HK Film Archive's December "Morning Matinee" series to feature villain actor Keung Chung-ping
Though he played everything from kind-hearted lads to quixotic fools, the versatile Cantonese actor Keung Chung-ping (1922-1999) is best remembered for playing the bad guy, bringing vivid life to a variety of cunning schemers, lustful brats and murderous hypocrites.
This year marks the 12th anniversary of Keung's death, and the Hong Kong Film Archive (HKFA)'s "Morning Matinee" series in December, entitled "The Man We Love to Hate: Keung Chung-ping", will screen five films featuring the different roles of Keung as a tribute to the accomplished actor. The programme is guest curated by film researcher Ms Yuen Tsz-ying.
The screenings will be held on Fridays at 11am on December 2, 9, 16, 23 and 30. The films to be shown are "She Married an Overseas Chinese" (1957), in which Keung played a betrayed husband; "Happiness is for Tomorrow" (1963), with Keung playing an intellectual in a feudalistic family; "Shadow of Tear" (1964), featuring him as a greedy villain; the comedy "The Dairy of a Husband (Part 1)" (1964); and the crime thriller "The Psycho" (1961). All films are in Cantonese without subtitles.
Keung had one of the most hated faces in Cantonese films as he played the villain so convincingly in his 40-year career from the 1940s to the '80s. He started his showbiz career acting in patriotic stage plays during World War II and joined the film business in 1947. Other than appearing in films, he also worked as a voice actor. He also formed Tin Ping Film Co, a production outfit distributing Hong Kong and Taiwan films to North America. Keung stopped acting regularly in the late 1980s due to throat cancer but, with the assistance of a mechanical larynx, he appeared in the gospel film "Sometimes Miracles Do Happen" (1999), his last work.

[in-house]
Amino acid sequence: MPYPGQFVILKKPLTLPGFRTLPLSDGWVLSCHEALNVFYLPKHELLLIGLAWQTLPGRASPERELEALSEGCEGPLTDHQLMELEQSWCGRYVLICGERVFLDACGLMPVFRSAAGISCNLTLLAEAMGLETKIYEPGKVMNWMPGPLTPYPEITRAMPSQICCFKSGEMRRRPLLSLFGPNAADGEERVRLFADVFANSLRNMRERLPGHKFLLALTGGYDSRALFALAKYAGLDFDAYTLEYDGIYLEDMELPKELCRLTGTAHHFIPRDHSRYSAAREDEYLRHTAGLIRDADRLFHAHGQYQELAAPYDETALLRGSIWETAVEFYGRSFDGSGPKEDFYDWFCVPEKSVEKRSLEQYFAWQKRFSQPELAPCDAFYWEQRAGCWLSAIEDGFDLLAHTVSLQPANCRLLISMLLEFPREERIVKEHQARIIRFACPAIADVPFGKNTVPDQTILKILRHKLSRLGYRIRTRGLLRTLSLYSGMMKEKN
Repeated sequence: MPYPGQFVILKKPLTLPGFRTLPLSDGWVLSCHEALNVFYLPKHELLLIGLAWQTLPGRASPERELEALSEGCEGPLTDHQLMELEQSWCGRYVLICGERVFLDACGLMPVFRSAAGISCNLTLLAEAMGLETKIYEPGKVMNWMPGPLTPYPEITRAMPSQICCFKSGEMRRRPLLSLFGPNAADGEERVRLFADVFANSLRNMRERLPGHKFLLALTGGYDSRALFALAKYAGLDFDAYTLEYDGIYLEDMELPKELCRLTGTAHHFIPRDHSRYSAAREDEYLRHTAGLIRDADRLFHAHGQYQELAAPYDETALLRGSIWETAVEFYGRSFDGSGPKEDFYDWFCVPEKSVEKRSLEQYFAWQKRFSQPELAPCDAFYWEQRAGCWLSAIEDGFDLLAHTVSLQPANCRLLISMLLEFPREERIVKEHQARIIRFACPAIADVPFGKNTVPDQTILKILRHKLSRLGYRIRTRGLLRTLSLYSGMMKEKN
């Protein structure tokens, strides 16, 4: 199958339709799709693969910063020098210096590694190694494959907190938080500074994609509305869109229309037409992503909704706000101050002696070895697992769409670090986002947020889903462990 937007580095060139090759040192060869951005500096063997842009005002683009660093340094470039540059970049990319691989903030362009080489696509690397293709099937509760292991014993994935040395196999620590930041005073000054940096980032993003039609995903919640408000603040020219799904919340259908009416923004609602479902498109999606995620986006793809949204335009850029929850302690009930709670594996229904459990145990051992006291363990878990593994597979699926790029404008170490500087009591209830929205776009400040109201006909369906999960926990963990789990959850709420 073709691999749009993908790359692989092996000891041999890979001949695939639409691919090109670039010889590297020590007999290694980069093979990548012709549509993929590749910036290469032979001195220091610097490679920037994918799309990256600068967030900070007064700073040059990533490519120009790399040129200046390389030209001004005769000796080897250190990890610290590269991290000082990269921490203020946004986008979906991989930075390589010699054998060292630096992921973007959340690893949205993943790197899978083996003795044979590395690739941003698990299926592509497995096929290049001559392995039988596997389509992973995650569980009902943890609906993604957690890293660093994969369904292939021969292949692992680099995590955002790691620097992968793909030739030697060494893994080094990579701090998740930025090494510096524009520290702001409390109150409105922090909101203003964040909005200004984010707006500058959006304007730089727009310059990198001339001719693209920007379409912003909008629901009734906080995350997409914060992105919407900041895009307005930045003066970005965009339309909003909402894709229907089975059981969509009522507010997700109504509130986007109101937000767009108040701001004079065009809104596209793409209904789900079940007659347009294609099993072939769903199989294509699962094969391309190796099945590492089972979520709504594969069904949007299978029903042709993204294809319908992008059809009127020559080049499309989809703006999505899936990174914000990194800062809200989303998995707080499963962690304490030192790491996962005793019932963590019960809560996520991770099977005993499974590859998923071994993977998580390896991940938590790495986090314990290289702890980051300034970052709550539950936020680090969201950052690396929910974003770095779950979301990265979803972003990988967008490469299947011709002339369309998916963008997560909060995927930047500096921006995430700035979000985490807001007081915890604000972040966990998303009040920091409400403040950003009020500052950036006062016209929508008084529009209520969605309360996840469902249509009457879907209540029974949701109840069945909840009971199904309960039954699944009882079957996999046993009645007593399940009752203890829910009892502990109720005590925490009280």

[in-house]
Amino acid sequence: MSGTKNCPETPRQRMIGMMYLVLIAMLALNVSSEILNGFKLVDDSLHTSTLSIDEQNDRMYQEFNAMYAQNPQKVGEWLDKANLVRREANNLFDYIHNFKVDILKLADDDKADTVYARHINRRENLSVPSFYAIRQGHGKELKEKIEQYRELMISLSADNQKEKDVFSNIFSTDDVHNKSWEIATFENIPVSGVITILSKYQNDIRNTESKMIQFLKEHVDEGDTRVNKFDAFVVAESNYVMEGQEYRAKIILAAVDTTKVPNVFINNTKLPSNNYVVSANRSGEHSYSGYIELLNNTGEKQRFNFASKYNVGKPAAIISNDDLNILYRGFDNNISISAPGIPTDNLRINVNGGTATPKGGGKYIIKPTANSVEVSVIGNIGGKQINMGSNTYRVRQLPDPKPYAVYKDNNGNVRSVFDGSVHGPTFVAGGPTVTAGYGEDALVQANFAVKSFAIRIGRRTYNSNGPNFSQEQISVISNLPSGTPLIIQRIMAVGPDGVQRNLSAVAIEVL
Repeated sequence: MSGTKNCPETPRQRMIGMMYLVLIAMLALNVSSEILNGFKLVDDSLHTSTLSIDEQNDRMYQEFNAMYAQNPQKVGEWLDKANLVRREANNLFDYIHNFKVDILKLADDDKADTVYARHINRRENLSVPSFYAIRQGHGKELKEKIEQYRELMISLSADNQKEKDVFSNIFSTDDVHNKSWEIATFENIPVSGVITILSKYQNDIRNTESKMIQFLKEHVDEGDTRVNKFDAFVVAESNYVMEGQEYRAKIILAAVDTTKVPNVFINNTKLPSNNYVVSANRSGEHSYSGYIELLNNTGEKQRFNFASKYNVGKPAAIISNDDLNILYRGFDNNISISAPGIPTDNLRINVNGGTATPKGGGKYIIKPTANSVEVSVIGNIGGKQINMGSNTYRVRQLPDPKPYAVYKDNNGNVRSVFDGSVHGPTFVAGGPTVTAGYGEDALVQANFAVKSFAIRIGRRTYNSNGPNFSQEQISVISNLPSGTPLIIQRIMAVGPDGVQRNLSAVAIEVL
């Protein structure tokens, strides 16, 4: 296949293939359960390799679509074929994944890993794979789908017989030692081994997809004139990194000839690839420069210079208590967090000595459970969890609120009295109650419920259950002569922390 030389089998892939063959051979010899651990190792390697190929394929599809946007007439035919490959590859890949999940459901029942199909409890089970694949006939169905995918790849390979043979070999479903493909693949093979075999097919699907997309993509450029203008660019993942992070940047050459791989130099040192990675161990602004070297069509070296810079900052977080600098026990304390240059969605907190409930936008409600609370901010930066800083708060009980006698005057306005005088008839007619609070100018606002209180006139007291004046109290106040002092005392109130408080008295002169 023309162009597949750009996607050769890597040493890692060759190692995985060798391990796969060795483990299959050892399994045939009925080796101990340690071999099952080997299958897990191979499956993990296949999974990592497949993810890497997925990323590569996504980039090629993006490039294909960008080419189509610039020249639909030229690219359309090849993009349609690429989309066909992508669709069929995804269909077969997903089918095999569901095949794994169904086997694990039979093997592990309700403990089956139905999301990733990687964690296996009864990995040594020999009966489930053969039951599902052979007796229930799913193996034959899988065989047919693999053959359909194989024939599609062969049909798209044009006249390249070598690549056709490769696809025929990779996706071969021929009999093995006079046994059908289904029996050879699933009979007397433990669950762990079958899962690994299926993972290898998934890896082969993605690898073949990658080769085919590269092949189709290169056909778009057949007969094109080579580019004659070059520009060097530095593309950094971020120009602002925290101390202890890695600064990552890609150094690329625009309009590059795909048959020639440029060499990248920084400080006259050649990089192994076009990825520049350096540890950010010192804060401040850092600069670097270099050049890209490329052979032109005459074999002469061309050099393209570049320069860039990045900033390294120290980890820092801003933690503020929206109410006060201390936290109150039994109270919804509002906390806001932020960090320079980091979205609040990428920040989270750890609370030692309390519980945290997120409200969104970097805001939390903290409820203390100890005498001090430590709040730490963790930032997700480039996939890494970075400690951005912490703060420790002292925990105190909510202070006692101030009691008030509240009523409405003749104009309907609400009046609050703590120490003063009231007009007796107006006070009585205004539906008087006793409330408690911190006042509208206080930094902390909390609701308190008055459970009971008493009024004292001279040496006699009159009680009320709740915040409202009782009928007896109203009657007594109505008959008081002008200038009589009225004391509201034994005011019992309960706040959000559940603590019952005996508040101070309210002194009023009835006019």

In "She Married an Overseas Chinese", Keung plays a migrant worker in Southeast Asia who, upon winning the affections of the daughter of a wealthy family played by Kar Ling, tries to sell off his son and his wife played by Nam Hung. In "Happiness is for Tomorrow", Keung turns in one of the most memorable performances of his career, playing an intellectual who has studied in France but is good at nothing other than well-versed whining.
"Shadow of Tear" finds Keung Chung-ping at his conniving best as he plays a greedy villain planning a devious scheme of murder and scamming. In the comedy "The Dairy of a Husband (Part 1)", adapted from a popular radio serial, Keung plays a lewd manager who salivates over a newly hired secretary, and he obligingly gives his character all the caricature he deserves. In "The Psycho", a murderer played by Keung realises that his crime has been accidentally witnessed by someone. He cooks up a scheme, befriending the witness while plotting to have the latter killed. Keung puts on his game face and makes all the cunning and conniving look natural.
Tickets priced at $20 are available at URBTIX outlets. Half-price tickets are available for senior citizens aged 60 and above, people with disabilities, full-time students and Comprehensive Social Security Assistance recipients. Credit card bookings can be made on 2111 5999 or on the Internet at www.urbtix.hk.
Detailed programme information can be obtained in "ProFolio 60", distributed at all performance venues of the Leisure and Cultural Services Department. For enquiries, please call 2739 2139 or 2734 2900, or browse the webpage www.lcsd.gov.hk/CE/CulturalService/filmprog/english/2011mm/2011mm_film.html.
Ends/Friday, November 11, 2011
A film still from "She Married an Overseas Chinese" (1957).
A film still from "Happiness is for Tomorrow" (1963).
A film still from "Shadow of Tear" (1964).